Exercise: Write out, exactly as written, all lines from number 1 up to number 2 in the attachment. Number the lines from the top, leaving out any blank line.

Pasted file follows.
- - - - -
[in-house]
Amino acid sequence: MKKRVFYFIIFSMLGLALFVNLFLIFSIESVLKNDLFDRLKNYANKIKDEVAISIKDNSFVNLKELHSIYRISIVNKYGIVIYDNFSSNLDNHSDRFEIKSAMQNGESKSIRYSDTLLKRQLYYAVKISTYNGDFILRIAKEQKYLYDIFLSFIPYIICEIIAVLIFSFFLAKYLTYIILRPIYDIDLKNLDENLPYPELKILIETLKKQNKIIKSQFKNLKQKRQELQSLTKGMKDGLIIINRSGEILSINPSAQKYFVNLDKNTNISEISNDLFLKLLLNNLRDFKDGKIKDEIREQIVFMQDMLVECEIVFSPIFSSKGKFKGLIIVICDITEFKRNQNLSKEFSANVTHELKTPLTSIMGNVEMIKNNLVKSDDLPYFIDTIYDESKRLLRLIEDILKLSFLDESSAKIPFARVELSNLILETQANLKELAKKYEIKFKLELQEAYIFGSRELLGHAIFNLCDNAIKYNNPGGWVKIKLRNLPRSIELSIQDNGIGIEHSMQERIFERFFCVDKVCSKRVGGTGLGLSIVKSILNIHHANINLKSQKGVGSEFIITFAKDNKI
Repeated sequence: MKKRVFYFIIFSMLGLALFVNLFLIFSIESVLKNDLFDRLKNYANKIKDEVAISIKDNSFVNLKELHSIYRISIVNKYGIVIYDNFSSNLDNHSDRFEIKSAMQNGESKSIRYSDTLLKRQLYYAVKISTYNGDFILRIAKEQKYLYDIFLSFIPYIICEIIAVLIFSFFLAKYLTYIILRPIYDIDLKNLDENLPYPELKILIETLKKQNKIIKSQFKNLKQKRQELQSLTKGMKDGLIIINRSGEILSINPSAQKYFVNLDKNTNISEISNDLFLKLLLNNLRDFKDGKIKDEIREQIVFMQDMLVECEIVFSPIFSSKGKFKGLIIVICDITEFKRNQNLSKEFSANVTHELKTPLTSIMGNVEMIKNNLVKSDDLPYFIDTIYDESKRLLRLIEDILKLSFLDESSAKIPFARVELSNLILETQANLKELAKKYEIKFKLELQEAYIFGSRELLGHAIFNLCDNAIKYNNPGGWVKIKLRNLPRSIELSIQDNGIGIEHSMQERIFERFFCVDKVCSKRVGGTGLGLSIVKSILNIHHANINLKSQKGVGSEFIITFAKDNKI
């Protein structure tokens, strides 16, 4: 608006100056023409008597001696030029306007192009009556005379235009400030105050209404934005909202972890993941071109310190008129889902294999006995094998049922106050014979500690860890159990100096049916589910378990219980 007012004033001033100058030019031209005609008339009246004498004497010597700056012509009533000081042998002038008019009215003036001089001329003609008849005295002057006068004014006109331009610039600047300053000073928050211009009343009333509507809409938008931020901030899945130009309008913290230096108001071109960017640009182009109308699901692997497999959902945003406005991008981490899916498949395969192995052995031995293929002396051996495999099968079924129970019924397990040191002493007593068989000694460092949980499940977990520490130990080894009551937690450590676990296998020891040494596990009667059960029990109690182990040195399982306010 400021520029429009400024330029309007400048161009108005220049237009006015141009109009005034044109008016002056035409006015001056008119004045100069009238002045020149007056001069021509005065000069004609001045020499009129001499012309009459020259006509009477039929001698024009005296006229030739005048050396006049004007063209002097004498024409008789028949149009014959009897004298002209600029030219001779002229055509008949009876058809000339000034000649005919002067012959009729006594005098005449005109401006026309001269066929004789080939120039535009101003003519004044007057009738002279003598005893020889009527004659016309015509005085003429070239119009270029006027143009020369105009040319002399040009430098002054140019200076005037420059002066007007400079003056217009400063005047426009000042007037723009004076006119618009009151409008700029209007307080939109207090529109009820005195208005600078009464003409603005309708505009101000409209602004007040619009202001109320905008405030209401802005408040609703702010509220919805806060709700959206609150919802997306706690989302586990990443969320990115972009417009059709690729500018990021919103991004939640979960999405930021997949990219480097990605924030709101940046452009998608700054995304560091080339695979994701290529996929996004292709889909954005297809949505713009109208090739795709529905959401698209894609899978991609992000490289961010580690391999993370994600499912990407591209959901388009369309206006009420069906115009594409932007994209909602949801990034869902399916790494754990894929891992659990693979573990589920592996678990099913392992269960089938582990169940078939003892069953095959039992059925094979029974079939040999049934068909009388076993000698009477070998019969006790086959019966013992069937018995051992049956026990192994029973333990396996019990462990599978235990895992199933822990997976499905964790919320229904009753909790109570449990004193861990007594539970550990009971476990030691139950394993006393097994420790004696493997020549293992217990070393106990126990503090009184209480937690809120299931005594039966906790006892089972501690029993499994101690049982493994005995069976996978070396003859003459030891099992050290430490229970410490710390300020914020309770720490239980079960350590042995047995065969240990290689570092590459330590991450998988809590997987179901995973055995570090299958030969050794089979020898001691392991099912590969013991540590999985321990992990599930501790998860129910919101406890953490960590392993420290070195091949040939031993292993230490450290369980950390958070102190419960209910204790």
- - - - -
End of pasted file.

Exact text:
[in-house]
Amino acid sequence: MKKRVFYFIIFSMLGLALFVNLFLIFSIESVLKNDLFDRLKNYANKIKDEVAISIKDNSFVNLKELHSIYRISIVNKYGIVIYDNFSSNLDNHSDRFEIKSAMQNGESKSIRYSDTLLKRQLYYAVKISTYNGDFILRIAKEQKYLYDIFLSFIPYIICEIIAVLIFSFFLAKYLTYIILRPIYDIDLKNLDENLPYPELKILIETLKKQNKIIKSQFKNLKQKRQELQSLTKGMKDGLIIINRSGEILSINPSAQKYFVNLDKNTNISEISNDLFLKLLLNNLRDFKDGKIKDEIREQIVFMQDMLVECEIVFSPIFSSKGKFKGLIIVICDITEFKRNQNLSKEFSANVTHELKTPLTSIMGNVEMIKNNLVKSDDLPYFIDTIYDESKRLLRLIEDILKLSFLDESSAKIPFARVELSNLILETQANLKELAKKYEIKFKLELQEAYIFGSRELLGHAIFNLCDNAIKYNNPGGWVKIKLRNLPRSIELSIQDNGIGIEHSMQERIFERFFCVDKVCSKRVGGTGLGLSIVKSILNIHHANINLKSQKGVGSEFIITFAKDNKI